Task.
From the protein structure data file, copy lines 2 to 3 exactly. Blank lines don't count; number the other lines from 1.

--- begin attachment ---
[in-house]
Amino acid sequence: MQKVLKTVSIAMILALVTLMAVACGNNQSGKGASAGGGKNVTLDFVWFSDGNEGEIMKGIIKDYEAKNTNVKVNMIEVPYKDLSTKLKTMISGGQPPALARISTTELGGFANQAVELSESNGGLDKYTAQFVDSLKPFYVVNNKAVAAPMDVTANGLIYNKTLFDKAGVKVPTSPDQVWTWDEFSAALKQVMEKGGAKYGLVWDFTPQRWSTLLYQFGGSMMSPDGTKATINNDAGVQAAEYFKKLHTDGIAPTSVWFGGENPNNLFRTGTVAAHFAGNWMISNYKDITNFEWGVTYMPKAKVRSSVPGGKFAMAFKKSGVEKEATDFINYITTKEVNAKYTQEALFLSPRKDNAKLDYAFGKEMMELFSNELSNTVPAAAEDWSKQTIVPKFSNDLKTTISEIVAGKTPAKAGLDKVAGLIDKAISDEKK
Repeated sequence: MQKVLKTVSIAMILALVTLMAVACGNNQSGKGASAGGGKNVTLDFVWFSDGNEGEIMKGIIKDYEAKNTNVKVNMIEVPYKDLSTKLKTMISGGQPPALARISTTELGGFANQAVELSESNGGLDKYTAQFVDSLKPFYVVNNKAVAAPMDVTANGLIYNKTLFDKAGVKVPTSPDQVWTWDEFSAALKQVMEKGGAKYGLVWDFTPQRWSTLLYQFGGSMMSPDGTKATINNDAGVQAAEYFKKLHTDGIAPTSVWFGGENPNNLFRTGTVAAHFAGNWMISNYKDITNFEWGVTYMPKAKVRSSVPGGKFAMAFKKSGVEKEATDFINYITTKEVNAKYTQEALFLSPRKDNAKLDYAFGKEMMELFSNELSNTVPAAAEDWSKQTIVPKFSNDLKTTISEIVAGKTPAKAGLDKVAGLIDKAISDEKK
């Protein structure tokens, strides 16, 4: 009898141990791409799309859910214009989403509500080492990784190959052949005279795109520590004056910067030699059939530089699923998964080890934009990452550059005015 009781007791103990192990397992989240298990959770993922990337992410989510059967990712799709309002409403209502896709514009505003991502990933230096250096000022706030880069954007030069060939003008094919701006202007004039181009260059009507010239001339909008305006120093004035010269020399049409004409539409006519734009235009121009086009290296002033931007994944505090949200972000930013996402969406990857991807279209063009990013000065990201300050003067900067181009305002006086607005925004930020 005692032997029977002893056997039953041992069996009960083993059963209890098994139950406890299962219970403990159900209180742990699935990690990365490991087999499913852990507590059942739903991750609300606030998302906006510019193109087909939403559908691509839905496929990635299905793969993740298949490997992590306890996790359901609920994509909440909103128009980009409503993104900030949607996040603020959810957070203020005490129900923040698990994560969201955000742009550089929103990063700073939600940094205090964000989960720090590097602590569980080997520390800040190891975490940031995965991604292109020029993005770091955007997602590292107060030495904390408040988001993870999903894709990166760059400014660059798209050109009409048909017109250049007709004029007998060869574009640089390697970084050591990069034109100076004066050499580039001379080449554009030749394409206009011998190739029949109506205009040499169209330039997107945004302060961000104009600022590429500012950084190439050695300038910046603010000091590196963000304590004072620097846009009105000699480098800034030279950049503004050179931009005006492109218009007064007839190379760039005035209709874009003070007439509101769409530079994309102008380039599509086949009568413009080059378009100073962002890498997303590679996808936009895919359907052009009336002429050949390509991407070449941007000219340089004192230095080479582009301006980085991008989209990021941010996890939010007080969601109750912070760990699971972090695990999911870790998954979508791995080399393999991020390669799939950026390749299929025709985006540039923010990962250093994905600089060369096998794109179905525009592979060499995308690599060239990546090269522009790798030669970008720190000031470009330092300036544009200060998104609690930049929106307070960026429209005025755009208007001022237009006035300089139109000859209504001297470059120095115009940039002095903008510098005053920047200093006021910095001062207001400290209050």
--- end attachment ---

Amino acid sequence: MQKVLKTVSIAMILALVTLMAVACGNNQSGKGASAGGGKNVTLDFVWFSDGNEGEIMKGIIKDYEAKNTNVKVNMIEVPYKDLSTKLKTMISGGQPPALARISTTELGGFANQAVELSESNGGLDKYTAQFVDSLKPFYVVNNKAVAAPMDVTANGLIYNKTLFDKAGVKVPTSPDQVWTWDEFSAALKQVMEKGGAKYGLVWDFTPQRWSTLLYQFGGSMMSPDGTKATINNDAGVQAAEYFKKLHTDGIAPTSVWFGGENPNNLFRTGTVAAHFAGNWMISNYKDITNFEWGVTYMPKAKVRSSVPGGKFAMAFKKSGVEKEATDFINYITTKEVNAKYTQEALFLSPRKDNAKLDYAFGKEMMELFSNELSNTVPAAAEDWSKQTIVPKFSNDLKTTISEIVAGKTPAKAGLDKVAGLIDKAISDEKK
Repeated sequence: MQKVLKTVSIAMILALVTLMAVACGNNQSGKGASAGGGKNVTLDFVWFSDGNEGEIMKGIIKDYEAKNTNVKVNMIEVPYKDLSTKLKTMISGGQPPALARISTTELGGFANQAVELSESNGGLDKYTAQFVDSLKPFYVVNNKAVAAPMDVTANGLIYNKTLFDKAGVKVPTSPDQVWTWDEFSAALKQVMEKGGAKYGLVWDFTPQRWSTLLYQFGGSMMSPDGTKATINNDAGVQAAEYFKKLHTDGIAPTSVWFGGENPNNLFRTGTVAAHFAGNWMISNYKDITNFEWGVTYMPKAKVRSSVPGGKFAMAFKKSGVEKEATDFINYITTKEVNAKYTQEALFLSPRKDNAKLDYAFGKEMMELFSNELSNTVPAAAEDWSKQTIVPKFSNDLKTTISEIVAGKTPAKAGLDKVAGLIDKAISDEKK